Chains such as Walmart, Walgreens and Menards have sued municipalities across Wisconsin, including Eau Claire — and in other states — over their property tax assessments. They claim their stores are built to suit only the original tenant and, because they’re obsolete the moment they open, should be valued as if they were empty buildings, not active businesses.
Municipalities bemoan the so-called “dark stores” approach as a tax loophole retailers exploit at other taxpayers’ expense. When retailers get their property tax assessments reduced, it creates budget gaps that force municipalities to compensate.
“Every time they do that it puts a hole in the budget,” said Baraboo Mayor Mike Palm, whose city was sued by Menards over its tax bills. “It hurts the residents when that happens.”
Meanwhile, those businesses continue to receive municipal services.
“It’s still a structure that requires fire protection, police protection,” said Portage City Administrator Shawn Murphy.
Walmart contested its assessment in Beaver Dam, prompting a settlement with the city that lowered its tax bill.
“Putting that on the back of taxpayers when record profits are being made is hard to stomach,” Mayor Becky Glewen said.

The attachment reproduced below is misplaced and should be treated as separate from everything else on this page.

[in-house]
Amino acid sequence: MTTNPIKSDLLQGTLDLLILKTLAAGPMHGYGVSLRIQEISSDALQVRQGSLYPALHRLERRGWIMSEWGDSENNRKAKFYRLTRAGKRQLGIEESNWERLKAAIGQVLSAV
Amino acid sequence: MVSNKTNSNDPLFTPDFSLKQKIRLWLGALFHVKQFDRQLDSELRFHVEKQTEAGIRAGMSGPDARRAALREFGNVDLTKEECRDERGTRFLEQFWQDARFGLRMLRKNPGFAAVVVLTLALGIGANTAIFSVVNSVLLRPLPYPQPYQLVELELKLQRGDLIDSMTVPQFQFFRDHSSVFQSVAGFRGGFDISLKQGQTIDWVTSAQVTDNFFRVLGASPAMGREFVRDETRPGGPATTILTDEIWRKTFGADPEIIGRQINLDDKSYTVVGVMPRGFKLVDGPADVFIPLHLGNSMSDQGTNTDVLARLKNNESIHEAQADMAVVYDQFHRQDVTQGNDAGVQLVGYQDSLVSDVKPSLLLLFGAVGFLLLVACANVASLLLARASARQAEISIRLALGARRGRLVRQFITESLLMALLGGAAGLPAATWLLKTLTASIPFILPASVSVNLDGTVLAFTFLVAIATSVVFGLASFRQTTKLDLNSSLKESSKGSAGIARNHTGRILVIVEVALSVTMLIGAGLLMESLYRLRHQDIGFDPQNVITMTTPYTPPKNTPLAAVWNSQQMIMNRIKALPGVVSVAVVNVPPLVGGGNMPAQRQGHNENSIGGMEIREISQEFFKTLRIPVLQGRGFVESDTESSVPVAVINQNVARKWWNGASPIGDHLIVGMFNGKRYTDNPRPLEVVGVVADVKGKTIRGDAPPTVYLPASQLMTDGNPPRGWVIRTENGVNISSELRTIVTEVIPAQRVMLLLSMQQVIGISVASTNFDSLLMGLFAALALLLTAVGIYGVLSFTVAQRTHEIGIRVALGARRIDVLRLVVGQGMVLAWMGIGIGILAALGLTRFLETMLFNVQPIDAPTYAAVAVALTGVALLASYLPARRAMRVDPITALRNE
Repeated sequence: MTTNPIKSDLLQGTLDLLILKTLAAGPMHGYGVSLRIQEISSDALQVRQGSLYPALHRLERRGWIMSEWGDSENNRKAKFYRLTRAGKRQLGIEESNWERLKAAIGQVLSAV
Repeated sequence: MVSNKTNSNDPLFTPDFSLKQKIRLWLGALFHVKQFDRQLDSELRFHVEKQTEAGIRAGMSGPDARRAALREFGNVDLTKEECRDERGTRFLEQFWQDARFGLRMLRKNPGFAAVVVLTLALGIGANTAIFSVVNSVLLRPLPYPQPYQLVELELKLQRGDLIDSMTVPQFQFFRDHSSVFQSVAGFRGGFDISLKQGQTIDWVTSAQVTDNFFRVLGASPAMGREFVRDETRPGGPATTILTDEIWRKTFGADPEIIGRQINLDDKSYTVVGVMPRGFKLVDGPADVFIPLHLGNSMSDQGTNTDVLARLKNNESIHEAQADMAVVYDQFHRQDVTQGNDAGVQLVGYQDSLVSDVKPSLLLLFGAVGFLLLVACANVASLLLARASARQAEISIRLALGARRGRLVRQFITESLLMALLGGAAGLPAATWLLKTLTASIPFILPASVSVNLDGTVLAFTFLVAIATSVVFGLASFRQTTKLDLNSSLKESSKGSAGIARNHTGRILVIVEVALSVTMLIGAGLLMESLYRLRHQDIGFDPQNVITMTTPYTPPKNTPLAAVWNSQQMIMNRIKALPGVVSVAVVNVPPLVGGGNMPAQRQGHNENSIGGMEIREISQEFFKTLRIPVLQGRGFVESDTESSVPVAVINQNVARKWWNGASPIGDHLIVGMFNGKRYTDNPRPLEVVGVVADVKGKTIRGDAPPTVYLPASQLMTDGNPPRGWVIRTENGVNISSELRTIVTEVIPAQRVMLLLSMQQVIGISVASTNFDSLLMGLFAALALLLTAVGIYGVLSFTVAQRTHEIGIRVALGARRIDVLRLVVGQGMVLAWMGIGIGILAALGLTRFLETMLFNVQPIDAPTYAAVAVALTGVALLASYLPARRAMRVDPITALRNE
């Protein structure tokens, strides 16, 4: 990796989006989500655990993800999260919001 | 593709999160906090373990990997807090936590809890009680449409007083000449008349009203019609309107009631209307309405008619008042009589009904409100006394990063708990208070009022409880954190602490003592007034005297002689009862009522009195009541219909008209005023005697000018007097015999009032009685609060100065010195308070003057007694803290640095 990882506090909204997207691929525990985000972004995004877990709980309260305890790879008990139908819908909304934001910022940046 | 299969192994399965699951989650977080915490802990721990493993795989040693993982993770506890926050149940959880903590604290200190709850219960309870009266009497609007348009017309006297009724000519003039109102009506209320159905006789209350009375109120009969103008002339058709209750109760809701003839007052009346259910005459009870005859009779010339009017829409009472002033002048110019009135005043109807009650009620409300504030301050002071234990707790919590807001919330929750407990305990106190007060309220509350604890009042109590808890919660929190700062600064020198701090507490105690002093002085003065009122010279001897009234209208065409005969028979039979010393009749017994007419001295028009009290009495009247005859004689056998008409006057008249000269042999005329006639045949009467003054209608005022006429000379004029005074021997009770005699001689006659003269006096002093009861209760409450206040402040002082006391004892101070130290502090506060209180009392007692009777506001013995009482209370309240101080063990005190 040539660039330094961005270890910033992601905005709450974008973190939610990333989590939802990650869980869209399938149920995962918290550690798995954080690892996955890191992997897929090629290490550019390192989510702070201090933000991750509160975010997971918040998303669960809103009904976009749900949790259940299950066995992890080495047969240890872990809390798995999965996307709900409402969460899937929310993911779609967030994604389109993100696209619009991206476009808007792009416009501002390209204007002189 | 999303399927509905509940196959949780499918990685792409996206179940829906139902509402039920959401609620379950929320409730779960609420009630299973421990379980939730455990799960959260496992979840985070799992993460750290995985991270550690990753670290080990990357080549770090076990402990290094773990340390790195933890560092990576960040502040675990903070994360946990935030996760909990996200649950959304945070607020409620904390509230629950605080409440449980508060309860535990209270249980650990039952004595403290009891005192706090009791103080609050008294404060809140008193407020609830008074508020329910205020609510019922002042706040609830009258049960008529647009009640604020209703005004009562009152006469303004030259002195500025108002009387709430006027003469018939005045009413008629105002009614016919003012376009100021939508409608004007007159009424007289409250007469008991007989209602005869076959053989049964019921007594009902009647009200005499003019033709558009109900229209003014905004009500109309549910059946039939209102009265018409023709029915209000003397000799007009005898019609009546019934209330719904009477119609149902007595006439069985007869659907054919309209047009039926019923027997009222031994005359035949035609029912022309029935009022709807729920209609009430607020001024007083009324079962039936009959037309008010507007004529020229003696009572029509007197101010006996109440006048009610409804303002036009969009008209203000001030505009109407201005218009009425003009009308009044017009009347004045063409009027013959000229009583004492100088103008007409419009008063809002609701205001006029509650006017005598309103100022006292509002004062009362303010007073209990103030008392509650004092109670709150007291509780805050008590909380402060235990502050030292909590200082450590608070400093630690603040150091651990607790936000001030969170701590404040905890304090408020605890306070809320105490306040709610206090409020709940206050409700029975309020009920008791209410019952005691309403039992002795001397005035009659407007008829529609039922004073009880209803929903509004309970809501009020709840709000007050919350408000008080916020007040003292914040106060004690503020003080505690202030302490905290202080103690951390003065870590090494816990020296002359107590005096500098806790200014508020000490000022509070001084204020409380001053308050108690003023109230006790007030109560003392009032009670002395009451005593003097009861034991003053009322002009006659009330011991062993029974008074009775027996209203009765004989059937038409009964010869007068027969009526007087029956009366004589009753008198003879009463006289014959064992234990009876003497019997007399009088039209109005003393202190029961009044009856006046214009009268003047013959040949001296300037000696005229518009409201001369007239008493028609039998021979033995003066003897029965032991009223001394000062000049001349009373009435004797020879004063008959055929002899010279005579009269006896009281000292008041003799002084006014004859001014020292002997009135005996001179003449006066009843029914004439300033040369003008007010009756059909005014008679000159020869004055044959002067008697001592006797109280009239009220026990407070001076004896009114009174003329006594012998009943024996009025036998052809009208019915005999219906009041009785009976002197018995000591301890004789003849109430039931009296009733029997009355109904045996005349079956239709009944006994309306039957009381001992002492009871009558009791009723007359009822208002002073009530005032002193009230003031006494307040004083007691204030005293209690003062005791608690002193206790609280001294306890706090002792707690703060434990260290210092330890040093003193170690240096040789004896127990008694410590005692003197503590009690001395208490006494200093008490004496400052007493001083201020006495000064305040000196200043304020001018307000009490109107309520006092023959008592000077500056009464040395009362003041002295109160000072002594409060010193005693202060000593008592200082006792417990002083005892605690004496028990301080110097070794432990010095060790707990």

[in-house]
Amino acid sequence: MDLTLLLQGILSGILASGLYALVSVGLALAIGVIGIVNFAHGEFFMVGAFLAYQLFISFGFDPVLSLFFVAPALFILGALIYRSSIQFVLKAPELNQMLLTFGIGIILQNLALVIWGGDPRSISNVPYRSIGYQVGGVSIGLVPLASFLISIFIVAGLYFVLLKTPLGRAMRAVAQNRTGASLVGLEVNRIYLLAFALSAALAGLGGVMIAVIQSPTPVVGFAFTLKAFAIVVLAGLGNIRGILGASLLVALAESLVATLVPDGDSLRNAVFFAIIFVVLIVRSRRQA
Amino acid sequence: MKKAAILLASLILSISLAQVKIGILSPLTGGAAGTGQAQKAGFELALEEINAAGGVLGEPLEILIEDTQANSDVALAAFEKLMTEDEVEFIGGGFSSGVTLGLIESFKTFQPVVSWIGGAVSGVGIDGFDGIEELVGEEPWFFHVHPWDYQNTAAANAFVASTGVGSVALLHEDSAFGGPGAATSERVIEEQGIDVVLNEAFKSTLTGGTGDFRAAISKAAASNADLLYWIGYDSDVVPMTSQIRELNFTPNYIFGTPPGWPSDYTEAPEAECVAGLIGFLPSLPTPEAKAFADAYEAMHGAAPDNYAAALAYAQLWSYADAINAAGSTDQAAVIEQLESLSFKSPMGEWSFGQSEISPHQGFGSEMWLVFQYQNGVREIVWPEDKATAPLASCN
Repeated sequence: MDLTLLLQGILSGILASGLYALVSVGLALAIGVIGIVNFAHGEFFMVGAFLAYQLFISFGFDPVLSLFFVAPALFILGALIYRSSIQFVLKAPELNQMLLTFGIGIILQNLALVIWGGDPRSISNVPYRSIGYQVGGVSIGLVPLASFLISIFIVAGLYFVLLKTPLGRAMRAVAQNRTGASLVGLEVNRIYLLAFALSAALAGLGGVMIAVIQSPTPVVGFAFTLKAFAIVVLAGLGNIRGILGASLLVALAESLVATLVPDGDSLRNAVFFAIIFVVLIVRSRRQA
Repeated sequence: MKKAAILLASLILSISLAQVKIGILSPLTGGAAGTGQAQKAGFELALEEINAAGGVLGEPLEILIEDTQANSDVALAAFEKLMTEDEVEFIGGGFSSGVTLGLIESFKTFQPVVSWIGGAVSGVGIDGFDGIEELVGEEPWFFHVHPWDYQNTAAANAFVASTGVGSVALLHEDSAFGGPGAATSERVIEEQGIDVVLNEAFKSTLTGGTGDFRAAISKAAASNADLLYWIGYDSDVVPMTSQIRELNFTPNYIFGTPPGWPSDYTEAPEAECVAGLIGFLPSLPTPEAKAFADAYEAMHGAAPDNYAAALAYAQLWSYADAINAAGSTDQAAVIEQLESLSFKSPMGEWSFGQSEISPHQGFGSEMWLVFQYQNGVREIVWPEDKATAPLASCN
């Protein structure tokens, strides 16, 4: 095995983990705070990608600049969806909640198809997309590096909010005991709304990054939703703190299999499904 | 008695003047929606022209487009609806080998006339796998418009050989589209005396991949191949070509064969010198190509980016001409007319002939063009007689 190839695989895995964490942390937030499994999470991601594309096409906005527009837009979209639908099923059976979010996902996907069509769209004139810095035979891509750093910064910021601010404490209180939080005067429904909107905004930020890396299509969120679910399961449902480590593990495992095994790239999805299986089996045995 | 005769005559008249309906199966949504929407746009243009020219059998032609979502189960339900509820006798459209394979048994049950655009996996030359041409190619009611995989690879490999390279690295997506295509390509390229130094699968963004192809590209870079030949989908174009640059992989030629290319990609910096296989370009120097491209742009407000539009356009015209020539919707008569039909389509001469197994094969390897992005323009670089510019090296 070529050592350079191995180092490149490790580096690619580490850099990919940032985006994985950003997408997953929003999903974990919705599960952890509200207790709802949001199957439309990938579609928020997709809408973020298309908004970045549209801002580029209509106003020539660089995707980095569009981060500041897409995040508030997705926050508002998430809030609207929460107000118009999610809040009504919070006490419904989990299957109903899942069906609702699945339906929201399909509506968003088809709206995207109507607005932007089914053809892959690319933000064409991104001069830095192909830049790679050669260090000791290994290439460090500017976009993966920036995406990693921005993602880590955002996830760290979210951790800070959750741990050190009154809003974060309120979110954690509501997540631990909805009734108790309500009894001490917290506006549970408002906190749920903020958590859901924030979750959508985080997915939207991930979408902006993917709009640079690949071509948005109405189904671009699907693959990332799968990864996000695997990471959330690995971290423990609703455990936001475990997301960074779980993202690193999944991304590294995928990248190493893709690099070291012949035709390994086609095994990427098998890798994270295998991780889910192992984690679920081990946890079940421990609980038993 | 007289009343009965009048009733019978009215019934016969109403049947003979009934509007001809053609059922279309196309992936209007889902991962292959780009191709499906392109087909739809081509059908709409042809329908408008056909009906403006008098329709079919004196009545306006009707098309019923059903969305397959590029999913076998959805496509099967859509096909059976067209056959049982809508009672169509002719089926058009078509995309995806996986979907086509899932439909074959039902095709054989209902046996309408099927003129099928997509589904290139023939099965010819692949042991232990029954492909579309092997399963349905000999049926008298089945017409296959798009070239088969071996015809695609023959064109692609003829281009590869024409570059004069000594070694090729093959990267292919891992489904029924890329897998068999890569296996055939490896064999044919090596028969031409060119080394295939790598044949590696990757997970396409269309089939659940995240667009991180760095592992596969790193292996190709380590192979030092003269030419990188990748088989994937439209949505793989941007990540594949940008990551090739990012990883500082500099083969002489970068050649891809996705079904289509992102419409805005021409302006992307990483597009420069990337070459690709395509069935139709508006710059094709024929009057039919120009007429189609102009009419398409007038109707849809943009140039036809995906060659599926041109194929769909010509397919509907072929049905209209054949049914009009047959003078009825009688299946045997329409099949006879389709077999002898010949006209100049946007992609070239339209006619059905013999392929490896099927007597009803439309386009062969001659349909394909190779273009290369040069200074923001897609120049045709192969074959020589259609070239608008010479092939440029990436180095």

Some courts have sided with retailers, others with municipalities. Municipal leaders and taxpayers have called for legislators to change or at least clarify the rules on how assessors should evaluate big-box stores. In November, 23 municipalities approved referendums asking the governor and Legislature to close the loophole. New Gov. Tony Evers vowed to do so in his proposed 2019-20 budget, but didn’t mention it during Thursday night’s address to the Legislature.
“This needs to be clarified legislatively because the courts are going the other way,” said Rep. Dave Considine, who represents Baraboo and Portage in the state Assembly.
But Illinois real estate appraiser Mike Marous, whose clients have included municipalities and retailers, said the free market — not lawmakers or judges — should dictate how big-box stores are assessed.
“The market will bear it out. That’s the right way,” he said. “When the oversupply ends, the prices will go back up.”
Critics claim retailers are exploiting a loophole to shift the property tax burden onto everyday homeowners. But Marous said retail chains aren’t crying wolf. Online shopping has reduced brick-and-mortar retailers’ market share, prompting store closures. Supply of big-box buildings is greater than demand.